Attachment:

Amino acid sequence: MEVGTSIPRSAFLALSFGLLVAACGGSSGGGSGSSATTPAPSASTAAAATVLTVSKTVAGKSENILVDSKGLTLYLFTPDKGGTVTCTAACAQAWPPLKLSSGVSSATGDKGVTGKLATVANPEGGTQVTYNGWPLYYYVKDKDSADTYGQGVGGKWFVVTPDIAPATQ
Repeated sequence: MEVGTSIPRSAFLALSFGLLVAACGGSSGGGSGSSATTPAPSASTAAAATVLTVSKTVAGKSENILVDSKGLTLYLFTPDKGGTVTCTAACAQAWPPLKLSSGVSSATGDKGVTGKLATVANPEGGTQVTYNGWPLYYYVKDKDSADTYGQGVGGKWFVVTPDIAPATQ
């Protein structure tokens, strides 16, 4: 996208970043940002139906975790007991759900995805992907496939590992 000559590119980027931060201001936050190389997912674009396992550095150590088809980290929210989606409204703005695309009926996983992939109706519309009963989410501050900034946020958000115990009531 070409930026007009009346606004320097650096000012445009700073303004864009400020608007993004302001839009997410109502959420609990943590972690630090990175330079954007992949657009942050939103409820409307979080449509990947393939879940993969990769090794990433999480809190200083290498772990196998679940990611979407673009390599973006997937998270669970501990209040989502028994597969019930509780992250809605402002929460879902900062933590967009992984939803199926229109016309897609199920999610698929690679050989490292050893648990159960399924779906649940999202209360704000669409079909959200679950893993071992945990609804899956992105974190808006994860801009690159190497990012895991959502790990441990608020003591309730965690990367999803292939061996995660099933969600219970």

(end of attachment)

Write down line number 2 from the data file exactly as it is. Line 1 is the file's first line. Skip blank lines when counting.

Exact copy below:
Repeated sequence: MEVGTSIPRSAFLALSFGLLVAACGGSSGGGSGSSATTPAPSASTAAAATVLTVSKTVAGKSENILVDSKGLTLYLFTPDKGGTVTCTAACAQAWPPLKLSSGVSSATGDKGVTGKLATVANPEGGTQVTYNGWPLYYYVKDKDSADTYGQGVGGKWFVVTPDIAPATQ